The European Union is undoubtedly a good place to work – certainly compared with many other regions of the world – however, there is always room for improvement. One area where Europe needs to address shortcomings are social protection systems for new and diverse forms of work, writes Michael Freytag.
Dr Michael Freytag is the public affairs manager at the World Employment Confederation-Europe.
Modern labour markets are characterised by new and diverse ways of working and rising individualism and we need social protection systems that reflect this and meet the needs of today’s workers. While social structures have evolved and the days of the single, male, breadwinner are far behind us, our social protections have not always kept pace.
All too often we are trying to push a one-size-fits-all approach based around the full-time, permanent contracts of the past.
The arrival of the new European Commission provides the perfect opportunity to reflect on Europe’s labour market practices and consider them with fresh eyes. In a recent survey by Bertelsmann Stiftung, which asked EU citizens what they saw as the most important issues for the incoming European Commission to tackle, jobs came in second place – cited by 34% of people and social security third – mentioned by 23% of people.
The World Employment Confederation-Europe recently brought together a range of stakeholders including the European Commission, think tanks and other labour market actors to debate best approaches in reforming Europe’s social protection systems.
All parties agreed that a good starting point in addressing social protections and safety nets might be to ask people what they want. There is little research in this area and policymakers need to understand whether workers are seeking flexibility or stability.
With workplace transitions on the rise, we need to ensure that they are accompanied by some form of stability and security. Adequate social protections and rights are essential in driving economic growth, and granting them will serve to facilitate entrepreneurship.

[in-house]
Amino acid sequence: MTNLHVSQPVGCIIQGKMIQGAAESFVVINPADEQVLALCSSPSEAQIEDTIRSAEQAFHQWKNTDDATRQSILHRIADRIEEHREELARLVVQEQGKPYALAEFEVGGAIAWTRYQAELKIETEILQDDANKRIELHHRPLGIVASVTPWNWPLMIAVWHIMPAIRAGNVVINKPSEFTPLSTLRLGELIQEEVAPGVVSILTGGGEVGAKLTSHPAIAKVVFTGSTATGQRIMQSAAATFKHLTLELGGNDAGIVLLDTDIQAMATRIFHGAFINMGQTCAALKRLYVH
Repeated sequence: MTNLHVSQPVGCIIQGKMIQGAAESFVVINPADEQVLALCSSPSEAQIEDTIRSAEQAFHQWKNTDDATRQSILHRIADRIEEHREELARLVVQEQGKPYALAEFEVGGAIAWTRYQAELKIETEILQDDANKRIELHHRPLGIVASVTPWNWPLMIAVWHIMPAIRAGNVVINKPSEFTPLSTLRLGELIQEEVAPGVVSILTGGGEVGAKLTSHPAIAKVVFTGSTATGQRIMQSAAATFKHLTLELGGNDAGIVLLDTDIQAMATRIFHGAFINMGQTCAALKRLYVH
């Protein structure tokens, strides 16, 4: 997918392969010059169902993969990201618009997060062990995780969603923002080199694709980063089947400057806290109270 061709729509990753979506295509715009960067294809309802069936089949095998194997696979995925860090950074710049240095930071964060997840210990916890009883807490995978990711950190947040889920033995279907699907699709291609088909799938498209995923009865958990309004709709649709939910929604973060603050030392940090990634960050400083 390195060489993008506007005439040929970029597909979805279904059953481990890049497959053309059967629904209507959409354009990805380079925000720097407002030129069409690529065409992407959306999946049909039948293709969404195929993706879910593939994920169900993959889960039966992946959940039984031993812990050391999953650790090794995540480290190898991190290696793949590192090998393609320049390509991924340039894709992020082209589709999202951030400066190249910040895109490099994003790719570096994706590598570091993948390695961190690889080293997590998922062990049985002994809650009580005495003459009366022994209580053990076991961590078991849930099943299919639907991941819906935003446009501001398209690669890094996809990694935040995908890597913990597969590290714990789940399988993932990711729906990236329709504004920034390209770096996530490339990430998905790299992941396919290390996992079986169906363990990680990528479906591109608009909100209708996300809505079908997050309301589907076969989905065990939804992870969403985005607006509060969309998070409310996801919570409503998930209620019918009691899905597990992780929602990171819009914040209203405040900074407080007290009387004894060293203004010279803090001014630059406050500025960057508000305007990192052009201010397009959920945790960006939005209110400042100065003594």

Nobody can thrive in an environment where they fear for their rights and protections and are forced to stay in a job they dislike.
The first step is to identify where there are gaps, in order to target the right initiatives. An issue that is certainly a priority on the agenda of the new European Commission is the rise of the platform economy and working conditions for people working via online platforms. One of its first planned actions is to map out the variety of business models under which such platforms operate.
A key caveat, pointed out during our discussion with EU stakeholders, was that the main problem is not whether the worker is hired online or offline. What really matters is the status of the worker – whether he/she is classified as employed or self-employed.
For example, an agency worker hired through an app could be considered as a platform worker, even though the work he undertakes is regulated under the same conditions as the work carried out by an agency worker hired through a traditional agency.
In many instances rules already exist for a variety of different worker categories and situations, and these approaches can similarly be applied to platform work. National and societal differences also have implications for the social contract and sustainability of welfare systems – and should, therefore, be taken into account.
Improvements do not necessarily have to come from legislation – there are a number of different instruments available and we need to ensure that whatever approach we choose is flexible and able to adapt to the changes in reality. Today’s labour market is evolving fast and it is a challenge to ensure that legislation keeps pace with developments.
All participants in our lunch debate agreed on the need to think out-of-the-box. Social partners and employers can help here by introducing new and innovative approaches to social protection.
The World Employment Confederation-Europe members are already doing so through schemes that support workers in the new economy to secure mortgages, help with child childcare and ongoing upskilling.
Case studies from European markets including France, Germany, Norway and Switzerland can be found in the industry’s latest social impact report “Labour market activation, transitions and inclusiveness: The contribution of the private employment services industry” as well as on the dedicated Social Innovation Stories website.
The World Employment Confederation-Europe is also currently working with UNI-Europa, the trade union for services sectors including temporary agency workers, on a research project which will gather further social innovation practices from right across Europe.
Part of the EU Sectoral Social Dialogue, the project concentrates on innovative practices in the areas of access to training, working conditions and social protection and will also analyse the role of sectoral social dialogue in fostering social innovation in the temporary agency work industry in each of these areas.
The project includes a series of three workshops with EU stakeholders and national experts leading in social innovation, held in Brussels between September 2019 and April 2020. The whole project is due to be completed in mid-2020 and will serve to inform and support future policy direction.
In the new world of work, we need to recognise that while people are looking for greater flexibility, they nevertheless still seek security. Future policies need social innovation to ensure that they balance individuals’ needs with social rights.